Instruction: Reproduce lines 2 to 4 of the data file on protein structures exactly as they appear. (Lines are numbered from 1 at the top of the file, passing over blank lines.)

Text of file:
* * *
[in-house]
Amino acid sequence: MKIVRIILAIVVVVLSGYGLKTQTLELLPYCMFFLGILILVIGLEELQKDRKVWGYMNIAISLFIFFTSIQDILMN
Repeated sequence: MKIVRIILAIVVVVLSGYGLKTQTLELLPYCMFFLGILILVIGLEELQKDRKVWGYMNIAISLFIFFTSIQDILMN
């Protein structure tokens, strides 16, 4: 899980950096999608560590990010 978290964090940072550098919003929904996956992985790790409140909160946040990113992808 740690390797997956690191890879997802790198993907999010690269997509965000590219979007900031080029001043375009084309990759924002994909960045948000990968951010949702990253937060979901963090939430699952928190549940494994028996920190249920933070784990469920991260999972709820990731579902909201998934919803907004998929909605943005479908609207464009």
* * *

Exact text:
Amino acid sequence: MKIVRIILAIVVVVLSGYGLKTQTLELLPYCMFFLGILILVIGLEELQKDRKVWGYMNIAISLFIFFTSIQDILMN
Repeated sequence: MKIVRIILAIVVVVLSGYGLKTQTLELLPYCMFFLGILILVIGLEELQKDRKVWGYMNIAISLFIFFTSIQDILMN
């Protein structure tokens, strides 16, 4: 899980950096999608560590990010 978290964090940072550098919003929904996956992985790790409140909160946040990113992808 740690390797997956690191890879997802790198993907999010690269997509965000590219979007900031080029001043375009084309990759924002994909960045948000990968951010949702990253937060979901963090939430699952928190549940494994028996920190249920933070784990469920991260999972709820990731579902909201998934919803907004998929909605943005479908609207464009």